Not one to enjoy noisy, busy cities, I found Tokyo interesting but overwhelming. In particular, an hour spent inside a large department store left me feeling frazzled, and as though I were picking people out of my hair and off my skin. Near to the store was a public garden and within the garden a large building which proved to be a cultural museum. Just at the time my mother and I arrived at the entrance to the museum, a young woman in a beautiful kimono announced that a tea ceremony would begin in five minutes. Joining the group that followed her, we walked into a spacious central room where we were invited to be seated on cushions on a tatami floor. In rows, facing an open area, we waited, some talking quietly until the hostess politely shushed everyone.

The walls and ceiling were carved wood, decorated sparingly with niches containing a vase, or a statue, or a calligraphy scroll. The impression was of richness but also a quiet simplicity. Despite being part of a relatively large group (we must have been thirty people) I felt as though a space had opened around me, allowing me to relax and expand. Perhaps it was the size of the room, or its dimensions that created the sense of airiness which I found so soothing.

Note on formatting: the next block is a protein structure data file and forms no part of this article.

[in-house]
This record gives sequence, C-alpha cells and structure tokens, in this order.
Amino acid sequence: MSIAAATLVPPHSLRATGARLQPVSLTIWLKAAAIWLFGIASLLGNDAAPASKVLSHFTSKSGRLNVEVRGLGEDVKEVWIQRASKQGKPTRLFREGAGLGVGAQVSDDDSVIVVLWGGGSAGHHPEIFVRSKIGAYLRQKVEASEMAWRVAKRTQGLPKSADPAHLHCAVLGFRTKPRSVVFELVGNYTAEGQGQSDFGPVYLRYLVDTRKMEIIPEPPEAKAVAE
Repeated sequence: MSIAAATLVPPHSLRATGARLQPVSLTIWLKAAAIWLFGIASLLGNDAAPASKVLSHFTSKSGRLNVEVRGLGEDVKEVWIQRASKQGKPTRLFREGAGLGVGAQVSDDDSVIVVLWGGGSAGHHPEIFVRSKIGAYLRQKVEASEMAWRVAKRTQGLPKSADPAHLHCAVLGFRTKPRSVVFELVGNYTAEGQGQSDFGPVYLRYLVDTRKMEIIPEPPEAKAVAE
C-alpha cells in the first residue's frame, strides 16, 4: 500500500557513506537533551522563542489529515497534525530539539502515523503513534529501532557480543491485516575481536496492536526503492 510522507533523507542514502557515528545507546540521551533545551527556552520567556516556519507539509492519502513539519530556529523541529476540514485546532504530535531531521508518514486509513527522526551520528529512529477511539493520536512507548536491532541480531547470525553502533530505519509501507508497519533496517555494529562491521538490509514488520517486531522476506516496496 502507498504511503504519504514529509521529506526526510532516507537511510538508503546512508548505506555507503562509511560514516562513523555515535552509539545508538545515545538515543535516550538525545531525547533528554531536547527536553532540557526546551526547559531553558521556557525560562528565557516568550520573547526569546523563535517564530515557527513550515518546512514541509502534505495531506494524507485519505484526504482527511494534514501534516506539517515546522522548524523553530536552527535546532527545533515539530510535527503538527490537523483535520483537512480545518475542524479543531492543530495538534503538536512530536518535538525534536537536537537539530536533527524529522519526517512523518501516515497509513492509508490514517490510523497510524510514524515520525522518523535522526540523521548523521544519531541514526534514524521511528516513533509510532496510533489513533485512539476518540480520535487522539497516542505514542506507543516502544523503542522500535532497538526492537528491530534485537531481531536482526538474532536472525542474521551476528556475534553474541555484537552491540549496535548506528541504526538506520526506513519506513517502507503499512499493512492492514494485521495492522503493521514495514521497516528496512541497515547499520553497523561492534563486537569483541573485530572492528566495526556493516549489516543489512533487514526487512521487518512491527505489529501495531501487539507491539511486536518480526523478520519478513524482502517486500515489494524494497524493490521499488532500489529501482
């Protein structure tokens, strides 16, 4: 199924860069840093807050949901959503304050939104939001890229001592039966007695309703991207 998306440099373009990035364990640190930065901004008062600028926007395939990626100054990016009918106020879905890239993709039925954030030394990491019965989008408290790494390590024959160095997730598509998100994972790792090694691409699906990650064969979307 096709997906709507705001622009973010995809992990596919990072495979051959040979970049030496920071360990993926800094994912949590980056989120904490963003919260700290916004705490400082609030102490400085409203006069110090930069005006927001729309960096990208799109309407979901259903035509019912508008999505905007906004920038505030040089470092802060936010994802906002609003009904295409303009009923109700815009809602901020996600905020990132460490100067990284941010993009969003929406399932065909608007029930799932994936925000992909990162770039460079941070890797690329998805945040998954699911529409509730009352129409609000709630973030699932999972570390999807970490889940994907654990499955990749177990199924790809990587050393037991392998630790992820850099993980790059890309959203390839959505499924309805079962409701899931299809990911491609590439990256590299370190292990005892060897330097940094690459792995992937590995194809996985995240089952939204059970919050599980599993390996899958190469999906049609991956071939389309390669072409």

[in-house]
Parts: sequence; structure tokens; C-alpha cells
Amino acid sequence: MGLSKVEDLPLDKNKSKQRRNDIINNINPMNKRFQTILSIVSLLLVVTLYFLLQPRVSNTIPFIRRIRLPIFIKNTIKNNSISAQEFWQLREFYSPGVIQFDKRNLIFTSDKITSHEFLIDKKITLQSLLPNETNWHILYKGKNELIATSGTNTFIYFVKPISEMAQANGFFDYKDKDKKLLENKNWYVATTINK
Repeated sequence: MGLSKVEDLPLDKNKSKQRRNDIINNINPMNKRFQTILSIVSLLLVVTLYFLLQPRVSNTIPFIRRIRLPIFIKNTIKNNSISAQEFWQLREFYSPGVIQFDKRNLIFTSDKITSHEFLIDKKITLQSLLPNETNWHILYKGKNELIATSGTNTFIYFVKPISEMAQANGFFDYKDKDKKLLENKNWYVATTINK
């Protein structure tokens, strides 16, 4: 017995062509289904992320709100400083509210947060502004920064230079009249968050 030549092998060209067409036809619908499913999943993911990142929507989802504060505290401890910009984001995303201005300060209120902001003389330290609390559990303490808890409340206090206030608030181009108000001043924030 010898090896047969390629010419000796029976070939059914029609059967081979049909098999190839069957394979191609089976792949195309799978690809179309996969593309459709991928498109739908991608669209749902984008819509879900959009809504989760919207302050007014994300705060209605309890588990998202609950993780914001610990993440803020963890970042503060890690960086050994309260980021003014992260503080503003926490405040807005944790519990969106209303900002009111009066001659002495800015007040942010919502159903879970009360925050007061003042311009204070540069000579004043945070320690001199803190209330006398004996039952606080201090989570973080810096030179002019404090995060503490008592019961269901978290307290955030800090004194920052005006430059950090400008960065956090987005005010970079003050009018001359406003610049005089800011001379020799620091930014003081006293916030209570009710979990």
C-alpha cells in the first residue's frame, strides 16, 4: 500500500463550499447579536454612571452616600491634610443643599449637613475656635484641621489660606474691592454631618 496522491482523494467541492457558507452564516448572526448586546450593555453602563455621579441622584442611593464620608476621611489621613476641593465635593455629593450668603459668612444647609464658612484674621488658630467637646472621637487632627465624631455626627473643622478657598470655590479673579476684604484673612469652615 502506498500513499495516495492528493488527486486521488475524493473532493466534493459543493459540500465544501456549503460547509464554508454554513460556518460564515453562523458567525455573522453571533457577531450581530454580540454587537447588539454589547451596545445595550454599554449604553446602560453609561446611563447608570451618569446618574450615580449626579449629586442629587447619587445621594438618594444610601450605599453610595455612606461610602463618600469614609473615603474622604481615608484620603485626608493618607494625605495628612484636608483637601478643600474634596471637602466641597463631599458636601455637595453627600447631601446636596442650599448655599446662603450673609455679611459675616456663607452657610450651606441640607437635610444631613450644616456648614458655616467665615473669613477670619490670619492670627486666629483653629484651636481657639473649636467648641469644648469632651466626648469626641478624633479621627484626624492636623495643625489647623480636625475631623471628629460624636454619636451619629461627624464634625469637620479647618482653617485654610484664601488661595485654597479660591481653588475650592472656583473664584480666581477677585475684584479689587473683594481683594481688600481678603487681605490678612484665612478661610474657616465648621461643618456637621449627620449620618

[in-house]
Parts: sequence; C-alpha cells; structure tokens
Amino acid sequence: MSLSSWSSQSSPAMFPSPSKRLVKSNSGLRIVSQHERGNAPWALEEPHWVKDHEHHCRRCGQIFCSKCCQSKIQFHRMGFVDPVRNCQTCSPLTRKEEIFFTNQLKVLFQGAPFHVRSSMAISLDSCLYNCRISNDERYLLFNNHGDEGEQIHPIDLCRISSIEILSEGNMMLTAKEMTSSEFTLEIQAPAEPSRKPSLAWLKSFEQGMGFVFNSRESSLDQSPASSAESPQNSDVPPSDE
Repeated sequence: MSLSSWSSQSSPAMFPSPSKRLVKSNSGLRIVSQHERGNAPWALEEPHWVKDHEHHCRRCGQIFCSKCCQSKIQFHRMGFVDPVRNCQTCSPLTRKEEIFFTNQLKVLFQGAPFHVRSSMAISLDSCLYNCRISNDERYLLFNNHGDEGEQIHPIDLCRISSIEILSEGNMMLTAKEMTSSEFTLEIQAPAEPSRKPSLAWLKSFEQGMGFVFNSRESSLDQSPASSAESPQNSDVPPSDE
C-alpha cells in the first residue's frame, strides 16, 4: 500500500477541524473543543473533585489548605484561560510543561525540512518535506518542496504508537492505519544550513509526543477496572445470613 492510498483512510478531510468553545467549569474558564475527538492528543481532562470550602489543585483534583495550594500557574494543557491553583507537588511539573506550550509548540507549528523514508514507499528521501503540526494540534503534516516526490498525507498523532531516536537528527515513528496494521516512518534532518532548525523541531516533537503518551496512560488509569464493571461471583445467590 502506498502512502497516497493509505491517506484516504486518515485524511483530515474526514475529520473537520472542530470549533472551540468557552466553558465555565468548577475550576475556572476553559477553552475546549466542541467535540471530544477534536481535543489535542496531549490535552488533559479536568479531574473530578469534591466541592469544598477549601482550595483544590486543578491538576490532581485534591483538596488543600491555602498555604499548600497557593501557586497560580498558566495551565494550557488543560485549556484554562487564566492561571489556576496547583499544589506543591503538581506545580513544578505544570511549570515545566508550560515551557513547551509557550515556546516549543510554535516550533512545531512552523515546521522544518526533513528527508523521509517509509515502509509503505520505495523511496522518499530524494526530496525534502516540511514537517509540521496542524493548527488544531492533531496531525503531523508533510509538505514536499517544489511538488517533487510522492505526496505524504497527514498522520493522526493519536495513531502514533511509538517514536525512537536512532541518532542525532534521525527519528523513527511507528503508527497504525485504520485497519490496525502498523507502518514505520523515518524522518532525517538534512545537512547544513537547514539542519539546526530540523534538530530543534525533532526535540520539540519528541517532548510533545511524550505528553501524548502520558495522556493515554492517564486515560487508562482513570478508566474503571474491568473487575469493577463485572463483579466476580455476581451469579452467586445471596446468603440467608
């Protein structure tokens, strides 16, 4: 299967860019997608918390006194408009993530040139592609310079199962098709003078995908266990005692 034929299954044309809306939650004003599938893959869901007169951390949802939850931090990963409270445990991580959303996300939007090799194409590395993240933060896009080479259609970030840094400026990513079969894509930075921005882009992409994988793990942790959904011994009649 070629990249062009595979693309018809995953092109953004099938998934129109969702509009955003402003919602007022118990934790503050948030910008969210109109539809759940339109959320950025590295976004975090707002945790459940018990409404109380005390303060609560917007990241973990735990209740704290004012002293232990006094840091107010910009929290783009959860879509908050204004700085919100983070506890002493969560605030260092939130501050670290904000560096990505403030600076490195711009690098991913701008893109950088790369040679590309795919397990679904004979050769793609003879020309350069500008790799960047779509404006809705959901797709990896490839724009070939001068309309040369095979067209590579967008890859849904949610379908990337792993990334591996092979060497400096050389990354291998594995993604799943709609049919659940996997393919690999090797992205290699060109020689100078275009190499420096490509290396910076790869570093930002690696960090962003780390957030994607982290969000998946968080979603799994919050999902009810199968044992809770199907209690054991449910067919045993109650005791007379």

The tea master entered silently, gliding to his place facing us, a low table and a brazier arranged so as to be within easy reach, yet artistically angled to present to us, his guests, a broken line reminiscent of waves breaking across the tatami sand. The master bowed to us, and we somewhat raggedly bowed back. That is, the Japanese in the group bowed gracefully and in unison – we few Westerners belatedly realizing what was expected, followed as best we were able.

The hostess knelt to the side of the tea master, again gracefully angled to enhance the pattern presented to us. She passed items to the master in perfect rhythm with his movements, and without any visible requests. I concluded that she knew the ritual as thoroughly as he did. Each gesture of each of their four hands was controlled, graceful, careful and complete – a dance of fingers wiping bowls, rotating the tea canister, positioning the kettle, showing off the items used to scoop the tea powder, to stir it, and finally rotating the bowl of tea to present its most beautiful face to the guest for whom it was intended. In turn, the hostess brought a bowl of tea to each of us, then returned the drained vessel to a row behind the master. When we had each had our few sips of thick, bitter, refreshingly energizing, green beverage, and all our bowls were lined up facing us, the hostess and master bowed to us and we – this time collectively, no laggards – bowed back.